By Laura Jean Moore
Past Lovers: bisexual women, straight women, bisexual men, gay men, straight men. Context: clueless/closeted/curious. Then: out, but dating online. To rehash the elsewhere detailed conundrum of identifying as bisexual on OkCupid: Many queer women won’t date you, and men are eager to find a woman who they think will have sex with their girlfriends in front of them. Both groups are disappointments. Both make the same assumptions: that penis is king, that love between women is secondary, that a bisexual woman is an accessory—to queerness, or a couple’s sex life.
From what I have heard from bisexual men, it is not much better for them. Straight women assume they are gay and gay men think they have vagina cooties. Being bisexual is like being an atheist with Muslim and Christian friends. Neither understands each other, but both agree you are nuts. You are a person without an umbrella, a rebel without an army, a dreamer without a bed.
You have, at least, the memories of your crushes and the kisses left on your lips by lovers, hookups, and friends. You know, too, for whom you have cried tears of heartbreak, tasted disappointment, feared rejection. These are not truths that can be erased by other people’s confusion. They are too embedded in the skin. You learn to talk about who you are and not talk about it. You learn that your love is sometimes a joke and sometimes a threat. You wake up in the morning and calculate which you to wear in public.
I guess if people don’t understand you, you have to explain yourself. I guess if people assume you are something you are not, you have to out yourself. But sometimes you just want to be a person. The exhausting part is when other people say they just want you to be a person too, but only if they can pretend you are straight or gay or whatever makes them feel comfortable. And so you pretend too, if only to have a break from conversations that include “Actually, I’m…”
100 years ago rigid social expectations dictated one’s role as a woman or man and one was expected to perform love in the service of a familial ideal. If one happened to marry the person one actually loved, it was a happy coincidence, not a feature of design. The liberalizing of our culture has meant that we have modified our social structures to more reflect individual desires and identity. In theory, the purpose of these changes is to enable all people to have more freedom and individual determination in the course of their lives, as well as the ability to live publicly with fewer secrets. In practice, the rise and increasing publicity of non-cishet identities has resulted in complaint and backlash from those for whom the previous system was working already.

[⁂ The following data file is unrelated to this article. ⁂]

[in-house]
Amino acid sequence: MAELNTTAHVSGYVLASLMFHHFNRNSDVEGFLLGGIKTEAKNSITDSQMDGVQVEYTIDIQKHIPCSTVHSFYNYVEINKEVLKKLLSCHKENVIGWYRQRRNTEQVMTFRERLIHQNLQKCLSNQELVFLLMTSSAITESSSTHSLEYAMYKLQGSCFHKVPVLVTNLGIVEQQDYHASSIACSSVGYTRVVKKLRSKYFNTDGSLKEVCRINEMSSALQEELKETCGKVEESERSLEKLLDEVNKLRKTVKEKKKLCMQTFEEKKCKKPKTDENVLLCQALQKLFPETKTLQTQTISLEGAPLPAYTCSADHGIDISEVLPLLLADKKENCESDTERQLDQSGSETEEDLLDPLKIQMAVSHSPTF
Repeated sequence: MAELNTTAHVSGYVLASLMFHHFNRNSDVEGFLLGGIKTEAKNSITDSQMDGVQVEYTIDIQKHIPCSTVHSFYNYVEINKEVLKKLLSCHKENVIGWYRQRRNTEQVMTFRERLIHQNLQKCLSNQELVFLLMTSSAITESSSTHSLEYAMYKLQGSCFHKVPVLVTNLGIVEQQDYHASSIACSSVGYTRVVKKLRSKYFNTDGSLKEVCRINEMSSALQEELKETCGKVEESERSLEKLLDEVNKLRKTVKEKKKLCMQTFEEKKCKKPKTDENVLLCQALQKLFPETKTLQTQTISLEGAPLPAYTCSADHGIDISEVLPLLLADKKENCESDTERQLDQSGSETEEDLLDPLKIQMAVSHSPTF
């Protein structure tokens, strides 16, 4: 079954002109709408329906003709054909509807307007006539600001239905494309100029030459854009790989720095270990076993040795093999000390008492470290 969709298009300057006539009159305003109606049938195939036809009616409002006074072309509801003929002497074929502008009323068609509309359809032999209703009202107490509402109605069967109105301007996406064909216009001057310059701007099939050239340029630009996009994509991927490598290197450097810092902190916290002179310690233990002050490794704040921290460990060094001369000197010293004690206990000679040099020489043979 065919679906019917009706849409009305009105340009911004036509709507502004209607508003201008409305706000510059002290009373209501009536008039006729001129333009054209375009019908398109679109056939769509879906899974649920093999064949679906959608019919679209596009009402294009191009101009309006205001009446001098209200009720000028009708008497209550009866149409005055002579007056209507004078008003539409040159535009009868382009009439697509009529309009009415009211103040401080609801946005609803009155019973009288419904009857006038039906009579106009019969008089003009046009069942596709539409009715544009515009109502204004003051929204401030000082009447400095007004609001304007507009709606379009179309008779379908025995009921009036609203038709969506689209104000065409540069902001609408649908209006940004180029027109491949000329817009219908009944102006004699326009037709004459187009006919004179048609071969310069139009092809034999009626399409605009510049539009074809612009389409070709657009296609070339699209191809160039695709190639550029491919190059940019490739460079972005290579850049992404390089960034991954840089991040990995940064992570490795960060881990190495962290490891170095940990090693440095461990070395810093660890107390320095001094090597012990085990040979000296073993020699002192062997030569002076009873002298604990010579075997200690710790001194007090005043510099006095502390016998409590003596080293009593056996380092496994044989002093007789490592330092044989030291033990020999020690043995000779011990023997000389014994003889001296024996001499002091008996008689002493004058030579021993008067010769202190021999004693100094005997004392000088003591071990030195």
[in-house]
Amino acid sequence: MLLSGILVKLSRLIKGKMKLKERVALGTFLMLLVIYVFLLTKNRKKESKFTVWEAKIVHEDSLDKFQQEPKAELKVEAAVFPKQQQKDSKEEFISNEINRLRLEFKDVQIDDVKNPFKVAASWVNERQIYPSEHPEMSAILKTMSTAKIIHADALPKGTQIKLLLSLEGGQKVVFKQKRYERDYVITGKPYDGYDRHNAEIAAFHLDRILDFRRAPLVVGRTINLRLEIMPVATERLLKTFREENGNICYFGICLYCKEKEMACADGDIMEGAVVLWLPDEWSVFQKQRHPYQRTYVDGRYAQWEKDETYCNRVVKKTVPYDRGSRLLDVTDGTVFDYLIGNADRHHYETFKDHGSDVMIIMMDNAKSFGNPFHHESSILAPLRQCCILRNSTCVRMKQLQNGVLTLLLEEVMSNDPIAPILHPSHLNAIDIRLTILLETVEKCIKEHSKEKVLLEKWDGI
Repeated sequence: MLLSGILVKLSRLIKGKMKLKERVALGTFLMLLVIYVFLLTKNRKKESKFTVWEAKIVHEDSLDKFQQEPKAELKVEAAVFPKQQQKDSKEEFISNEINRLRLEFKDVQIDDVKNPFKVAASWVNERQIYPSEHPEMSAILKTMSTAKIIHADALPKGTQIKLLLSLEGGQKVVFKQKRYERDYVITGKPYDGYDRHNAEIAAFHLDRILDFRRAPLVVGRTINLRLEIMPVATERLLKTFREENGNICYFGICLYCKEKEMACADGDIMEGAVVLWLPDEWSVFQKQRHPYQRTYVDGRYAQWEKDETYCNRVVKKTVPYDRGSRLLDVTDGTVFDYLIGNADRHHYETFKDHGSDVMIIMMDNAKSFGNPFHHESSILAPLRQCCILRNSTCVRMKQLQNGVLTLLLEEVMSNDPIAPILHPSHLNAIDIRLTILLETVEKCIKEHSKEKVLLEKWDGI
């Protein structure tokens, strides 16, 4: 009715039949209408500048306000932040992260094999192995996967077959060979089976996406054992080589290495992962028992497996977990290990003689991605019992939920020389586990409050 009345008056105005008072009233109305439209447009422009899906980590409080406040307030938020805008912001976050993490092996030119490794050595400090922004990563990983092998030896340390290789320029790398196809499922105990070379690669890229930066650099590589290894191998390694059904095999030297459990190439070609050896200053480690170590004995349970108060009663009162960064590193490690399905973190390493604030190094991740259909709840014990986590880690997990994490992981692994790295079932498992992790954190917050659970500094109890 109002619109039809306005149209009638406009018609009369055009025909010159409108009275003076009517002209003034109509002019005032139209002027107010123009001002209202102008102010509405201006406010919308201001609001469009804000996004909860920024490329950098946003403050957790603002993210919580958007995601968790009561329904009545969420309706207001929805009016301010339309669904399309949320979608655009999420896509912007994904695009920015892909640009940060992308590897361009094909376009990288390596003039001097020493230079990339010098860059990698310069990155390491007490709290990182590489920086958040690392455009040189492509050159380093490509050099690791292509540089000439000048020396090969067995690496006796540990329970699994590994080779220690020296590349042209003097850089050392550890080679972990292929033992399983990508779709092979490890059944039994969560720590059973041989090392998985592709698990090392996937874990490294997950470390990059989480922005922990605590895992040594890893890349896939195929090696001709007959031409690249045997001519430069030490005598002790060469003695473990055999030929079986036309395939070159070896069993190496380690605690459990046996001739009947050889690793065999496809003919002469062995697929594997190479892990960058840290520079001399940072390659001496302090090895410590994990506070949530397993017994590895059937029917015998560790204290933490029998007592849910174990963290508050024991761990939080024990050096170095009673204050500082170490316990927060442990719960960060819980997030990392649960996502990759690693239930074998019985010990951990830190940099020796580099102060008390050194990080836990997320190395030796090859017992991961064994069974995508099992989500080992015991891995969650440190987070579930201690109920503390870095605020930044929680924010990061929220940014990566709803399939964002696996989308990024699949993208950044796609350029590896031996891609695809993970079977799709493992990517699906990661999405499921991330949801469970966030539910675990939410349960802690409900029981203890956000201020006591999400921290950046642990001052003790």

The thing that people who complain about pride events and visibility weeks and history months don’t understand is that no one has pride events and visibility weeks and history months if who they are is already regularly acknowledged, culturally accepted, and legally protected. What looks on the outside like a special interest group or a protest, is on the inside a statement of worth and an insistence on thriving despite being harassed, threatened, and sometimes killed. But the saddest fact of these necessary and now-ubiquitous demonstrations is that when someone has to emphasize their difference in order to be treated equally in spite of that difference, what they have in common with everyone else often gets lost in the conversation.
I am so tired. I wish I could just have a beer and talk about the weather, too, but reasonable people who I usually have reasonable conversations with, still think that because I am bisexual, I must want to have sex with everyone. Others whom I don’t know, but who I bet consider themselves upstanding and moral individuals, have screamed at my friends on the street and told them that they are abominations and faggots and deserve to die. Viola Davis won an Emmy this week and it was a big deal, because not only are there few substantial roles for black women, there are even fewer times they have been rewarded for their performances. We have visibility week, pride events, and history months so that someday, instead of asking for rights, for healthcare, for justice, for better representation, we can just have a beer and talk about the weather.
Is that too much to ask?